Ron Klain: I want to try to get a little more towards the general psychology, political psychology of the public and how divided we are on this. If you look at polls, even some basic questions about expectations. Will there be a second wave of the disease? How bad will the second wave of the disease be when it comes? How quickly will things go back to normal? Even on these questions now, increasingly there are lining up along partisan lines.
I mean, do Democrats and Republicans, liberals, and conservatives just see the coronavirus as a different kind of threat or are they reacting to it differently because it’s handling associated with President Trump.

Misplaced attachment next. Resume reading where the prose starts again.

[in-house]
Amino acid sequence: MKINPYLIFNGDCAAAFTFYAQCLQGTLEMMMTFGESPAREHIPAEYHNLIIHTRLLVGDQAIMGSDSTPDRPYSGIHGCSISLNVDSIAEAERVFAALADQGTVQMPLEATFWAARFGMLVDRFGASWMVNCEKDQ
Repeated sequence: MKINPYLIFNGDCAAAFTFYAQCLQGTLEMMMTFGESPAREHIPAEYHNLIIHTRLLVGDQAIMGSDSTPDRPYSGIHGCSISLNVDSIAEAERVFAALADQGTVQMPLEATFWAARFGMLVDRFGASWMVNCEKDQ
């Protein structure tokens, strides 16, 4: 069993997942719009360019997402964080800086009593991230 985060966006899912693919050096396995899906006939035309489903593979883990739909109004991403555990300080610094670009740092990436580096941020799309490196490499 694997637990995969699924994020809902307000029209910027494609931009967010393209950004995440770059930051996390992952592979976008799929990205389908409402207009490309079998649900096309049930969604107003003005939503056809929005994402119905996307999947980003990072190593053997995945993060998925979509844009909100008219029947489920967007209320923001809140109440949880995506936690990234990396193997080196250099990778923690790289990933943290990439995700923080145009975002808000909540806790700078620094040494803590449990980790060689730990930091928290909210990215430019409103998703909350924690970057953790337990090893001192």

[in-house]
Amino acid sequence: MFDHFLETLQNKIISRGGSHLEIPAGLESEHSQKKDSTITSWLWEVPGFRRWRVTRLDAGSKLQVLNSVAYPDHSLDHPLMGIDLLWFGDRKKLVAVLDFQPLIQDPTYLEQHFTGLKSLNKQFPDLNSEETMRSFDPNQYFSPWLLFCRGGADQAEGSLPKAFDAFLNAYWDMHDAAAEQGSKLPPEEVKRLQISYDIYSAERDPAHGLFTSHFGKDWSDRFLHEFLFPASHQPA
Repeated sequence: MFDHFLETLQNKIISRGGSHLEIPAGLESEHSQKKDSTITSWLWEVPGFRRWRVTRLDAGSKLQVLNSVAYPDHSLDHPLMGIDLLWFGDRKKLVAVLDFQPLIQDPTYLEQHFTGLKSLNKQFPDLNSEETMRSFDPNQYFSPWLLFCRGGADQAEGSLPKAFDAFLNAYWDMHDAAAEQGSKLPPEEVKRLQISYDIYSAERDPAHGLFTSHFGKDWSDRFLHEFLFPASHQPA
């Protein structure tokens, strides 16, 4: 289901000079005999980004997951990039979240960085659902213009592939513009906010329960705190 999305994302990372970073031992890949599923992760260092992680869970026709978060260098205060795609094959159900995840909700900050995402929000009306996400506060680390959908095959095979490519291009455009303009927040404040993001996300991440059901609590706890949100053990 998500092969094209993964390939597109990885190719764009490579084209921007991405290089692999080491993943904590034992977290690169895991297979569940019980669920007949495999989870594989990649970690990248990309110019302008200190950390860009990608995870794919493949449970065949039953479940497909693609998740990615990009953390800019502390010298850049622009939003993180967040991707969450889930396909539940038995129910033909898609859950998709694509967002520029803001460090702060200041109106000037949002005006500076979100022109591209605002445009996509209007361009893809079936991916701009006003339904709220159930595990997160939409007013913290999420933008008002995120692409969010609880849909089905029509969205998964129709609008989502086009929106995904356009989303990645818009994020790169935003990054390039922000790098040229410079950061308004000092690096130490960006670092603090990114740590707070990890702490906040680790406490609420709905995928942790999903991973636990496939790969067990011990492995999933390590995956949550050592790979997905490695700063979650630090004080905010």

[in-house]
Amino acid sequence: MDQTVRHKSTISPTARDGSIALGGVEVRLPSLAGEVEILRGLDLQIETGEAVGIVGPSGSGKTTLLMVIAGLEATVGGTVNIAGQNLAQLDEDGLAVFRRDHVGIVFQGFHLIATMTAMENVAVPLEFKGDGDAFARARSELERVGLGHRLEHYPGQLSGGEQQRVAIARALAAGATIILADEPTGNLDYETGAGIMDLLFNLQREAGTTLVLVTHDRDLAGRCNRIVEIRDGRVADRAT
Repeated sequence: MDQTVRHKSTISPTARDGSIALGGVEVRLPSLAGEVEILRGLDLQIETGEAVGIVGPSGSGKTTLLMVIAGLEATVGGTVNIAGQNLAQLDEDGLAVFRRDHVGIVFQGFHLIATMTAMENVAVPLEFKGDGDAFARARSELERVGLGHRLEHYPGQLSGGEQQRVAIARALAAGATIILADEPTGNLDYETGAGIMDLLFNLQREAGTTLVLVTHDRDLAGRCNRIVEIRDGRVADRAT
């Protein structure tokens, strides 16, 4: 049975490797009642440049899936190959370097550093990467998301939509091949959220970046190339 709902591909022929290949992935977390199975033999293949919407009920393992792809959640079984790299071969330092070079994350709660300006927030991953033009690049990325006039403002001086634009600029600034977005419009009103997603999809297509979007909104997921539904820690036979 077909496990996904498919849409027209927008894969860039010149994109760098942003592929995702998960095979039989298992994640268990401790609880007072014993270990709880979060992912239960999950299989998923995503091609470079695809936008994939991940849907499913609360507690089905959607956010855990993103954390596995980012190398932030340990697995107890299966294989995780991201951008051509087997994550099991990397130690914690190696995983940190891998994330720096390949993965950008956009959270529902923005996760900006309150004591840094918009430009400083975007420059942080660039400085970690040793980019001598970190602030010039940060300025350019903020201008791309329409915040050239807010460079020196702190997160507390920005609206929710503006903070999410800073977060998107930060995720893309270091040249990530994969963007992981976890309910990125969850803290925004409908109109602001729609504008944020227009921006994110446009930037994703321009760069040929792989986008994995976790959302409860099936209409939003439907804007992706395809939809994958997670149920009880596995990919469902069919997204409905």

Howard Lavine: It’s both, I think. Let me answer the first part first. So the way that it’s different is that it’s not, it’s not an intergroup threat, right? And this is what, you know, those with conservative personality traits tend to respond to. So for example, if you frame climate change as a function of those evil Russians, trying to undermine our American scientists, you get a lot further than trying to frame this as, you know, a threat that does not not invoke intergroup competition, which might be, you know, at the national level. The second piece of this is that, you know, you’re talking about liberals and conservatives and 9 out of 10 Democrats and Republicans will vote for Biden and Trump respectively. Right, but that’s, that’s all the action is in voters that are, I think now being described as Obama-Trump-Biden voters. So you’ve got this sort of exhausted middle who exert an outsized influence, you know, in the rust belt states, probably in Arizona, who were likely to decide the election. Right? So that the dynamics that are occurring among those that are polarized, probably aren’t ones that are as dispositive as those voters who are, who are persuadable.